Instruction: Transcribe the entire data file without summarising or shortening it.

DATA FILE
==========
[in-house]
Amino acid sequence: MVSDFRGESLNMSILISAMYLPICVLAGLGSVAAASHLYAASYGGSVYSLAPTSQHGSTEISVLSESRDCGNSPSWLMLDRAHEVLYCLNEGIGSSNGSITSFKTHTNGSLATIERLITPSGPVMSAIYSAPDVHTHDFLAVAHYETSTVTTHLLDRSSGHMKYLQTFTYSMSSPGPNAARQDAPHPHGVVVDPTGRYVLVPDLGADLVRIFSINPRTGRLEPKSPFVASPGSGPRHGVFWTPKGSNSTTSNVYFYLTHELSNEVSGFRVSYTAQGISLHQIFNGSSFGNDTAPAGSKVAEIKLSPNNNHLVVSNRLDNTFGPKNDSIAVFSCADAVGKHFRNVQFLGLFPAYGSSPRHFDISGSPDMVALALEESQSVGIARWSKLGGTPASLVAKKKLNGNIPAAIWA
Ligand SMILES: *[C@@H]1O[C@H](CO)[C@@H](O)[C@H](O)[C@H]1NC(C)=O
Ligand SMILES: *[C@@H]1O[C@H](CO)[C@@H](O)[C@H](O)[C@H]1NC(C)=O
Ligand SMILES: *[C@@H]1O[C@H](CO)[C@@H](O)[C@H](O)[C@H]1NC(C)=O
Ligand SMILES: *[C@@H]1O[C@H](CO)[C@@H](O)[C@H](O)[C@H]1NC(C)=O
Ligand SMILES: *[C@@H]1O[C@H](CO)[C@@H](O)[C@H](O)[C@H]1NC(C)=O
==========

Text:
[in-house]
Amino acid sequence: MVSDFRGESLNMSILISAMYLPICVLAGLGSVAAASHLYAASYGGSVYSLAPTSQHGSTEISVLSESRDCGNSPSWLMLDRAHEVLYCLNEGIGSSNGSITSFKTHTNGSLATIERLITPSGPVMSAIYSAPDVHTHDFLAVAHYETSTVTTHLLDRSSGHMKYLQTFTYSMSSPGPNAARQDAPHPHGVVVDPTGRYVLVPDLGADLVRIFSINPRTGRLEPKSPFVASPGSGPRHGVFWTPKGSNSTTSNVYFYLTHELSNEVSGFRVSYTAQGISLHQIFNGSSFGNDTAPAGSKVAEIKLSPNNNHLVVSNRLDNTFGPKNDSIAVFSCADAVGKHFRNVQFLGLFPAYGSSPRHFDISGSPDMVALALEESQSVGIARWSKLGGTPASLVAKKKLNGNIPAAIWA
Ligand SMILES: *[C@@H]1O[C@H](CO)[C@@H](O)[C@H](O)[C@H]1NC(C)=O
Ligand SMILES: *[C@@H]1O[C@H](CO)[C@@H](O)[C@H](O)[C@H]1NC(C)=O
Ligand SMILES: *[C@@H]1O[C@H](CO)[C@@H](O)[C@H](O)[C@H]1NC(C)=O
Ligand SMILES: *[C@@H]1O[C@H](CO)[C@@H](O)[C@H](O)[C@H]1NC(C)=O
Ligand SMILES: *[C@@H]1O[C@H](CO)[C@@H](O)[C@H](O)[C@H]1NC(C)=O